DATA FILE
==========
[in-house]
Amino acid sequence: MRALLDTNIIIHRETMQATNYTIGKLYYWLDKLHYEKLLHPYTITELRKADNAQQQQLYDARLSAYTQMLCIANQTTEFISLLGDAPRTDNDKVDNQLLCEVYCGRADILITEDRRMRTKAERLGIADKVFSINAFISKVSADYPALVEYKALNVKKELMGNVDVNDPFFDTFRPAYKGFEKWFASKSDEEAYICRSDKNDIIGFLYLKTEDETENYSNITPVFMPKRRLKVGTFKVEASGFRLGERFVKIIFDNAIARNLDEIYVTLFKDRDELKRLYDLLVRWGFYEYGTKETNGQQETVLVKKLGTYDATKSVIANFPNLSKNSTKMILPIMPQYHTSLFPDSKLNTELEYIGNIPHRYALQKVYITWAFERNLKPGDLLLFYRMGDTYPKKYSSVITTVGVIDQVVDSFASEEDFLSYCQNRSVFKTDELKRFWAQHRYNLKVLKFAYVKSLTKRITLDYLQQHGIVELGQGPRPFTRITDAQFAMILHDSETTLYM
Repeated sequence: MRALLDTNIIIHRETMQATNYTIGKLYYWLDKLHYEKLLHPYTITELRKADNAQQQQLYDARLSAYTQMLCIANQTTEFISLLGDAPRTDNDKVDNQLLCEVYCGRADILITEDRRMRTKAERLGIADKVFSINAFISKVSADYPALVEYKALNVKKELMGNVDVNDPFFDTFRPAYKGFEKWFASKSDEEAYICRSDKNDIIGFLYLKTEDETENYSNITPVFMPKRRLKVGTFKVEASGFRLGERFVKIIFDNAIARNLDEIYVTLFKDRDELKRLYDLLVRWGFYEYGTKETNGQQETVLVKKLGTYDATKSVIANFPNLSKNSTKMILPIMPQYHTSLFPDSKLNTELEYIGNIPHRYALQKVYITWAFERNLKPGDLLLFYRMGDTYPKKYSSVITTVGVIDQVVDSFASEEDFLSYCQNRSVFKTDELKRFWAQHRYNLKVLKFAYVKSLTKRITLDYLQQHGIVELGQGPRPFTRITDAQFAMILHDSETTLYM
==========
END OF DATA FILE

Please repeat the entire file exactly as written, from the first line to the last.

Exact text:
[in-house]
Amino acid sequence: MRALLDTNIIIHRETMQATNYTIGKLYYWLDKLHYEKLLHPYTITELRKADNAQQQQLYDARLSAYTQMLCIANQTTEFISLLGDAPRTDNDKVDNQLLCEVYCGRADILITEDRRMRTKAERLGIADKVFSINAFISKVSADYPALVEYKALNVKKELMGNVDVNDPFFDTFRPAYKGFEKWFASKSDEEAYICRSDKNDIIGFLYLKTEDETENYSNITPVFMPKRRLKVGTFKVEASGFRLGERFVKIIFDNAIARNLDEIYVTLFKDRDELKRLYDLLVRWGFYEYGTKETNGQQETVLVKKLGTYDATKSVIANFPNLSKNSTKMILPIMPQYHTSLFPDSKLNTELEYIGNIPHRYALQKVYITWAFERNLKPGDLLLFYRMGDTYPKKYSSVITTVGVIDQVVDSFASEEDFLSYCQNRSVFKTDELKRFWAQHRYNLKVLKFAYVKSLTKRITLDYLQQHGIVELGQGPRPFTRITDAQFAMILHDSETTLYM
Repeated sequence: MRALLDTNIIIHRETMQATNYTIGKLYYWLDKLHYEKLLHPYTITELRKADNAQQQQLYDARLSAYTQMLCIANQTTEFISLLGDAPRTDNDKVDNQLLCEVYCGRADILITEDRRMRTKAERLGIADKVFSINAFISKVSADYPALVEYKALNVKKELMGNVDVNDPFFDTFRPAYKGFEKWFASKSDEEAYICRSDKNDIIGFLYLKTEDETENYSNITPVFMPKRRLKVGTFKVEASGFRLGERFVKIIFDNAIARNLDEIYVTLFKDRDELKRLYDLLVRWGFYEYGTKETNGQQETVLVKKLGTYDATKSVIANFPNLSKNSTKMILPIMPQYHTSLFPDSKLNTELEYIGNIPHRYALQKVYITWAFERNLKPGDLLLFYRMGDTYPKKYSSVITTVGVIDQVVDSFASEEDFLSYCQNRSVFKTDELKRFWAQHRYNLKVLKFAYVKSLTKRITLDYLQQHGIVELGQGPRPFTRITDAQFAMILHDSETTLYM